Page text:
CPL - Chalmers Publication Library
| Utbildning | Forskning | Styrkeområden | Om Chalmers | In English In English Ej inloggad.

Thermo-mechanical stress in tubular solid oxide fuel cells: Part II - Operating strategy for reduced probability of fracture failure

Katharina Fischer (Institutionen för energi och miljö, Elteknik) ; J. R. Seume
IET Renewable Power Generation (1752-1416). Vol. 6 (2012), 3, p. 194-205.
[Artikel, refereegranskad vetenskaplig]

A spatially discretised thermo-electrochemical model is developed to calculate the temperature distribution in a tubular solid oxide fuel cell (SOFC). This is used in a mechanical model to compute the distribution of thermo-mechanical stress in the ceramic membrane-electrode assembly of the cell. The resulting risk of fracture failure is determined by means of Weibull analysis. Part I of this work covers the dynamic operating properties of the SOFC and the time scale of material creep in its ceramic components. This work, Part II, deals with the risk of fracture failure related to transient operating scenarios, discusses its dependency on the operating conditions and derives a low-risk operating strategy. Contrary to the common perception, thermal gradients are found to have little impact on thermo-mechanical stress in the studied SOFC. Failure-relevant stress levels arise merely due to thermal mismatch of the ceramic layers. Regarding the operating strategy, the dynamics of changes in operating conditions are of minor importance for the resulting risk of failure, while operating strategies aiming at a constant mean cell temperature prove to be advantageous. The consideration of material creep is shown to be essential for a sound analysis of thermo-mechanical stress and risk of fracture in the investigated SOFC.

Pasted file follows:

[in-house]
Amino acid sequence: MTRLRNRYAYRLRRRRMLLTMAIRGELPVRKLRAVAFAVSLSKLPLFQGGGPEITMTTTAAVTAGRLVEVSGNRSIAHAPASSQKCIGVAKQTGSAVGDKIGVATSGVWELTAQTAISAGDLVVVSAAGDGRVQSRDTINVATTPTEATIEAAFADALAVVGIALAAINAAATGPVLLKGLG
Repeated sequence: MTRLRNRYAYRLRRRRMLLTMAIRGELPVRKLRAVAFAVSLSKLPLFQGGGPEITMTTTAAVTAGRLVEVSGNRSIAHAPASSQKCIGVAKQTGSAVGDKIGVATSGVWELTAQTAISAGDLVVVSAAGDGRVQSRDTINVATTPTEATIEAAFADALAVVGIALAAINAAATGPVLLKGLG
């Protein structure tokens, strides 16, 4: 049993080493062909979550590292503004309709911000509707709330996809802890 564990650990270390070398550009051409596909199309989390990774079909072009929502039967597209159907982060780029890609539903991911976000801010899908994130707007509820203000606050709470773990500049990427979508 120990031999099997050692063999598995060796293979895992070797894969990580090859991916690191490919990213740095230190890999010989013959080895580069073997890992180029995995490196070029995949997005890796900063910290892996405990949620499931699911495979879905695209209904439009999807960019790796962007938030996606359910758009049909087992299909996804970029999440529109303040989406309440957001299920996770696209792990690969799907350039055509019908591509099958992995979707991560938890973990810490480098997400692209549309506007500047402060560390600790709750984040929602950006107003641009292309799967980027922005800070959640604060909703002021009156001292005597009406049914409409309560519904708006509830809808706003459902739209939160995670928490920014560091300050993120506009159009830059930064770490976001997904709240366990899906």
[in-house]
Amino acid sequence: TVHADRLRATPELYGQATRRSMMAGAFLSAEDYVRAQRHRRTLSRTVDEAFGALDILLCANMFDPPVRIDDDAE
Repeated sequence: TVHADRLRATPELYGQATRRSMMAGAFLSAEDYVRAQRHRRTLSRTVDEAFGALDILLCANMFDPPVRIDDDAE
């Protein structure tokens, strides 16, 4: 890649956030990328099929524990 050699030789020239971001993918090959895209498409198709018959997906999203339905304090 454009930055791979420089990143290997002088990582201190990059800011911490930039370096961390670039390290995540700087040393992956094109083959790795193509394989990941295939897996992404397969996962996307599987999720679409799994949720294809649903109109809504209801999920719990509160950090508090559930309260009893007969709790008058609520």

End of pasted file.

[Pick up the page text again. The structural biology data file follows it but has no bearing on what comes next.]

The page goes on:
Nyckelord: technology



Denna post skapades 2013-03-04.
CPL Pubid: 174357

 

Läs direkt!


Länk till annan sajt (kan kräva inloggning)


Institutioner (Chalmers)

Institutionen för energi och miljö, Elteknik

Ämnesområden

Elektroteknik och elektronik

Chalmers infrastruktur